Rainer Dinkelacker has been training goalkeepers at the South African football club Kaizer Chiefs for nine years. Three of his pupils are on South Africa's team during the Confederations Cup.
Rainer Dinkelacker drills his players in Johannesburg
The 60-year-old Dinkelacker from Boeblingen in southern Germany is a legend among German goalkeeper coaches. He's traveled the world educating young goalies in the art of keeping the ball out of the net.
The Swabian has already seen success as a coach in Austria, Tunisia and the USA, and over the last nine years he's been working for one of the biggest clubs in Africa: the Kaizer Chiefs in Johannesburg.
The club was founded in 1970, mainly with players from the township of Soweto. Since then, the club has won 11 league titles and numerous cups, making the Kaizer Chiefs the most successful club in South Africa.
Rowen Fernandez is one of Dinkelacker's prodigies from the Kaizer Chiefs. After working with Dinkelacker, Fernandez was named the national goalkeeper of South Africa and moved to German club Arminia Bielefeld, becoming the first African keeper in the Bundesliga.
All three of South Africa's national goalkeepers received training under Dinkelacker at the Kaizer Chiefs
Respected by players and coaches alike
During his two stints as head coach of the Kaizer Chiefs, Mushin Ertugral knew he could count on good goalkeepers under Dinkelacker's management. In addition to Fernandez, Dinkelacker worked with Brian Baloyi and Itumeleng Khune at the Chiefs, who've turned out to be two more examples of his success as a coach.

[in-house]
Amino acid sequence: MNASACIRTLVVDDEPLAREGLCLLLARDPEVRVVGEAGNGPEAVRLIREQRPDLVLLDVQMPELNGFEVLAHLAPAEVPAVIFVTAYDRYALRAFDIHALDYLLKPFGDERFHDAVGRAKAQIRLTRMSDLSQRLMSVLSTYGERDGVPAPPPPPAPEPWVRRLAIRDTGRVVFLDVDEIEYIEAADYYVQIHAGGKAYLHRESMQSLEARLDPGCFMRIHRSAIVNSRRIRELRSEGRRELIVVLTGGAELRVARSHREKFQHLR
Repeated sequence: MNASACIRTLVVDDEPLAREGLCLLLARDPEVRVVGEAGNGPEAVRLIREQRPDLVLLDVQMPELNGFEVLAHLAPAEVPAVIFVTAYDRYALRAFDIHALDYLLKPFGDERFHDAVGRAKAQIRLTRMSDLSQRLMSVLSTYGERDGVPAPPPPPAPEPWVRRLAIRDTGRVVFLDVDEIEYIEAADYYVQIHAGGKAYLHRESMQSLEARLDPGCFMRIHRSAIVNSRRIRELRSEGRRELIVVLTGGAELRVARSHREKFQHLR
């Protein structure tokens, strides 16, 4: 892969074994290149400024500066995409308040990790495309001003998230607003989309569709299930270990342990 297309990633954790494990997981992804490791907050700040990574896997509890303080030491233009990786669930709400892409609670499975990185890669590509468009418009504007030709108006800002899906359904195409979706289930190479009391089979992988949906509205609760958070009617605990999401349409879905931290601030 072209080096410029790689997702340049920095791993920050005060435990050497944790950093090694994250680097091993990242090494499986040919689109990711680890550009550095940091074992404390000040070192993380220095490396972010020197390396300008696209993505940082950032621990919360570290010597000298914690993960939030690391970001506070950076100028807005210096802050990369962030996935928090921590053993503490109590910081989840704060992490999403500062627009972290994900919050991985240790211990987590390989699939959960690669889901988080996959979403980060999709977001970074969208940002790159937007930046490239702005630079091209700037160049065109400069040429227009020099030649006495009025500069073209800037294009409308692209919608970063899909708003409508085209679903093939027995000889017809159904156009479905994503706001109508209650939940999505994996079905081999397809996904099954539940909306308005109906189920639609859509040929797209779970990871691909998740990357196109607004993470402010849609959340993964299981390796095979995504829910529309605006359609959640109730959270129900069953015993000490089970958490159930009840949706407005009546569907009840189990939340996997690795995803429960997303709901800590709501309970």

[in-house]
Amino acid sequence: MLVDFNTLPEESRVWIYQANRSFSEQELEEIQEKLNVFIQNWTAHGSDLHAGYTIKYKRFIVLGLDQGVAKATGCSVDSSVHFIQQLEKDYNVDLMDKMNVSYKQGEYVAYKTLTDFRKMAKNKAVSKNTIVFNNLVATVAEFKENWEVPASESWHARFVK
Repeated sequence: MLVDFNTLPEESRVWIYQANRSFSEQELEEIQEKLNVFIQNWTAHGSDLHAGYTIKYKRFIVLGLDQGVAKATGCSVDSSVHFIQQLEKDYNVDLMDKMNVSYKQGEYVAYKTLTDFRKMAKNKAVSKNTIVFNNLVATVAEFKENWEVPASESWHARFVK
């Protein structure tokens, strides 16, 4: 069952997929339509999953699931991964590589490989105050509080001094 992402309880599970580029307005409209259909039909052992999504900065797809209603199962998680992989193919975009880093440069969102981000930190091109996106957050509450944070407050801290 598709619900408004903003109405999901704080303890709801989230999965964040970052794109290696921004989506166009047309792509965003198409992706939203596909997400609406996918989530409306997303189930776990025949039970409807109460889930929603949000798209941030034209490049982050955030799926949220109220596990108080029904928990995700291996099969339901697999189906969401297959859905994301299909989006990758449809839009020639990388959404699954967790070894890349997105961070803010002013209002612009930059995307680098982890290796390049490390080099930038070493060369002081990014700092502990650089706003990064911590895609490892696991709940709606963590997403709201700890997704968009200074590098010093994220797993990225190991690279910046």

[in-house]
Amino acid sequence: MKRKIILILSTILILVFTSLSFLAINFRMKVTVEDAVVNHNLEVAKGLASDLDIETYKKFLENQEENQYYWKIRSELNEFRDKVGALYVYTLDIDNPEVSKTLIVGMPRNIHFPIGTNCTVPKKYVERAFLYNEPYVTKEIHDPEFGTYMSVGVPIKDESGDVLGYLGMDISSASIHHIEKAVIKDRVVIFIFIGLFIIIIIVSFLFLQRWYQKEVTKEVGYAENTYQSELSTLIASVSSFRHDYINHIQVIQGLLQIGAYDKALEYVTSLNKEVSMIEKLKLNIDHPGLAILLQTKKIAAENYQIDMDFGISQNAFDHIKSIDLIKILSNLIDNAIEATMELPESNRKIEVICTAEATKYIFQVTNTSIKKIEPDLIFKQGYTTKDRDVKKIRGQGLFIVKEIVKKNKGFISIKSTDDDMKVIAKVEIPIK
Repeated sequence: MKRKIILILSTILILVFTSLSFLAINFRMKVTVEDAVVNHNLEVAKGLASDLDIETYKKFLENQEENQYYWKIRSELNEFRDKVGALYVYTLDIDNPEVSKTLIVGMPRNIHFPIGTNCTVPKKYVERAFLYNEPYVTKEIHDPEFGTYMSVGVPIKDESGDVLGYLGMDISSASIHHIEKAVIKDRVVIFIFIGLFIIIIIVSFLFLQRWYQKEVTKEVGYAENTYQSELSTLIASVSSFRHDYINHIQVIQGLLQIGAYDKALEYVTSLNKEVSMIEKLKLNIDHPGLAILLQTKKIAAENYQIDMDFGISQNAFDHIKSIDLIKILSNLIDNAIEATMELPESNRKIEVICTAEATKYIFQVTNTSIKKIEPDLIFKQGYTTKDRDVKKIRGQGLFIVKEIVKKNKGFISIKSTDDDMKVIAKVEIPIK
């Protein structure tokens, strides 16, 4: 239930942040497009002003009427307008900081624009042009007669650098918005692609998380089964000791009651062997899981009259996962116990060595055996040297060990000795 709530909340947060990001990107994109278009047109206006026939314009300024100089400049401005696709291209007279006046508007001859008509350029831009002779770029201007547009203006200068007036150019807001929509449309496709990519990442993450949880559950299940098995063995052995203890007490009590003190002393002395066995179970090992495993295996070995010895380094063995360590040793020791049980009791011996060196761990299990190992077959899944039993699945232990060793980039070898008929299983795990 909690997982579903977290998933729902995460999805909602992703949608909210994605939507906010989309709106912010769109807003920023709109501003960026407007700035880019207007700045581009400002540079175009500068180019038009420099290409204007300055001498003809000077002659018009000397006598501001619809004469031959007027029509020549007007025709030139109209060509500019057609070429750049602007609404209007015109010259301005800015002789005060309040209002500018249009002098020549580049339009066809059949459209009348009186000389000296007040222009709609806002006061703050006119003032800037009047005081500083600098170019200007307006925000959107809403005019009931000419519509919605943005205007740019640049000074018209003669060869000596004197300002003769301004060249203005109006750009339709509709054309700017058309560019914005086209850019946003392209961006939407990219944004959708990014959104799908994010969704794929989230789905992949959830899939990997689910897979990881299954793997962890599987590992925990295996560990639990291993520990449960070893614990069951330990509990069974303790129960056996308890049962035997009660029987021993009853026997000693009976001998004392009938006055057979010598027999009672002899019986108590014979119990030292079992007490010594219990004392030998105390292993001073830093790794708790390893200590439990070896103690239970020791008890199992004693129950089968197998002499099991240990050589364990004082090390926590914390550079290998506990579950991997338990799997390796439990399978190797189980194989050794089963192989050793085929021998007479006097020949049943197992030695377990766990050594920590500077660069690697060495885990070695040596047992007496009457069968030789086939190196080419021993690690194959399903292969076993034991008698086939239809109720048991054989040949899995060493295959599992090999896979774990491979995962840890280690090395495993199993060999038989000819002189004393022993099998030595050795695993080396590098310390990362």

"All three of them play on the national team," says Ertugral. "In that you can see the value of (Dinkelacker's) work."
Chiefs' forward Kaizer Motaung Jr. is also a fan of Dinkelacker.
"He could work directly in the German Bundesliga or in the English Premier League. He always has new exercises in training. His work speaks for him. The Kaizer Chiefs' goalkeepers are the best in the whole country," says Motaun.
Ertugral adds that European coaching tactics aren't directly applicable in South Africa, but Dinkelacker has managed to successfully make the transition.
"(Dinkelacker) is approachable for the players," he says. "In Europe, we foster a working relationship where distance and personal freedom are important, and you don't let people get too close to you. It's different here - here you need a touch, and a little social contact to build trust."
Dinkelacker himself says the secret of his success is understanding the South African players.
"If you speak about South Africa, you should already know the mentality of the people," says Dinkelacker. "Screaming or pressure doesn't help at all. If you do that, they close up very quickly."
Author: Ulrich Reimann/Matt Zuvela
Editor: Neil King